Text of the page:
What a perfectly delightful place to spend an hour or so on a Sunday afternoon.

I wandered a bit around the pedestrian shopping zone. It was a bright clear day, just some breezy. My jacket felt good outside and a bit much inside. I love pedestrian shopping zones. I find them in lots of European cities and I wish it were practical to do them in more US cities but that's not the way we shop and it's not conducive to the way we design cities. Mores the pity.

The train ride to Oban, 3 hours, was lovely. Mostly. Extremely green scenery. Clouds mixing with rain alternating with brilliant sunshine (the sun doesn't set here till about 11 pm!). Unfortuantely, I ended up in a car full of young 20-somethings on holiday. Not quite as bad as a car full of teenagers (or a snack shop full of junior high kids on their class trip to DC!) but still self-consciously and unconsciously (at the same time somehow) loud.

The view from the cafe, while waiting for the bus.
No apparent appreciation for the effect of their behavior on anyone they aren't immediately travelling with.

<sigh> I am soooooo middle-aged.

Once we got to Oban, I huffed and puffed my way up the hill (the hill wasn't that bad but I was still tired and the waist belt on my backpack doesn't, ahem, fit so well anymore, squeezing the air out of me a bit) to the Oban Backpackers ( I like this place. Funky in a good way. Hand painted walls and doors, old furniture draped with cheap Celtic design throws. Pool table in the main area. Very very clean. The bunk rooms are tidy.

I had a top bunk (nicknamed 'Stimpy'). The first step was pretty high up (thank heavens for long arms and legs) and getting down this morning took me several minutes while I figured out how to get myself onto the ladder (I'm not as agile as I used to be).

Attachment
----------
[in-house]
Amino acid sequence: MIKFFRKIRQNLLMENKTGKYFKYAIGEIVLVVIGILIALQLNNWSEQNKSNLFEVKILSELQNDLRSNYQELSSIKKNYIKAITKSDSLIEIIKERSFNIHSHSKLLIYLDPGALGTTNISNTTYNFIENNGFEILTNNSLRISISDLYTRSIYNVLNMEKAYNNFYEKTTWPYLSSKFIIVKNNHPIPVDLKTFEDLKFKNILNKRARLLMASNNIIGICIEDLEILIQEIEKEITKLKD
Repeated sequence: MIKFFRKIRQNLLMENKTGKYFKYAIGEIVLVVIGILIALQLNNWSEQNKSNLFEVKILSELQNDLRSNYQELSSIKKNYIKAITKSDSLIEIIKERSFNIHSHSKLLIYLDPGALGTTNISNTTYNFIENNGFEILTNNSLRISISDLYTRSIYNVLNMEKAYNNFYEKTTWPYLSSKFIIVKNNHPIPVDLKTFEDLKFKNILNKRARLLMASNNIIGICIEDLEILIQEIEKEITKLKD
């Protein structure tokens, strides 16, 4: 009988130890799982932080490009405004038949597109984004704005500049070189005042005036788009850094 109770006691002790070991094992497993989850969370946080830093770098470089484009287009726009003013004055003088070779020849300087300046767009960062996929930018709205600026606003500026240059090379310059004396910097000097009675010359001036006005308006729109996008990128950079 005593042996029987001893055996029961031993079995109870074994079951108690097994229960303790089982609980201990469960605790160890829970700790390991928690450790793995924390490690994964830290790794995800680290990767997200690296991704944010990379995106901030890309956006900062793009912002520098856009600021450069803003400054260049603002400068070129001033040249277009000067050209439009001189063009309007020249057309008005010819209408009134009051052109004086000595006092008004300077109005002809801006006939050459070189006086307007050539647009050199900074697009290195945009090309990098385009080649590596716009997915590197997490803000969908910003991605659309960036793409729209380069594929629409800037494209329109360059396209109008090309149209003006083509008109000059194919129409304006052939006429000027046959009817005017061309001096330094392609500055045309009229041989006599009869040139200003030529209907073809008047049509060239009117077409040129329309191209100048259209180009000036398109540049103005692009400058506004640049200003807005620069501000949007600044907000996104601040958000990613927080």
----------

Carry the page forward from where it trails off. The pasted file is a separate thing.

Leaving Oban
The mattress was a bit thin but I still slept like the dead.

Except for the crew that came in about 12:30 (yes, after midnight). Half the room was already asleep. I was getting my PJs on in the dark (no problem) but they apparently just couldn't figure out how to manage so they simply.....turned on the overhead light and had a regular volume conversation. Spent about 15 minutes getting themselves ready for bed. Completely oblivious to nor embarassed about the fact that they'd woken up 6 other sleeping people.

There are some fundamental etiquette rules for sharing a backpacker or hostel dorm.

1.  Bring a flashlight. If you get in after the lights have gone out, use your flashlight to get yourself ready for bed. (note to self: bring a flashlight next time)


The Oban waterfront
NEVER have a regular voice conversation after most people have gone to bed. You are always louder than you think you are.

3.  Stow your stuff under the bottom bunk if you are in the top bunk. If you are in the bottom bunk, leave room for the bags of the person in the top bunk.

4. Don't unpack or spread your stuff around. In addition to the consideration of shared space, it reduces the chance of you misplacing something and leaving it behind. Take things out of your bag as you need them and then put them back in.

5. If you are leaving early in the a.m., get your morning stuff (clothing, shower gear, etc.) ready the night before so you can do your thing quickly and quietly (and in the dark, if necessary).

6. Don't use an alarm clock unless you are good about turning it off very very quickly or it's relatively quiet. Remember, your alarm isn't going to wake just you up.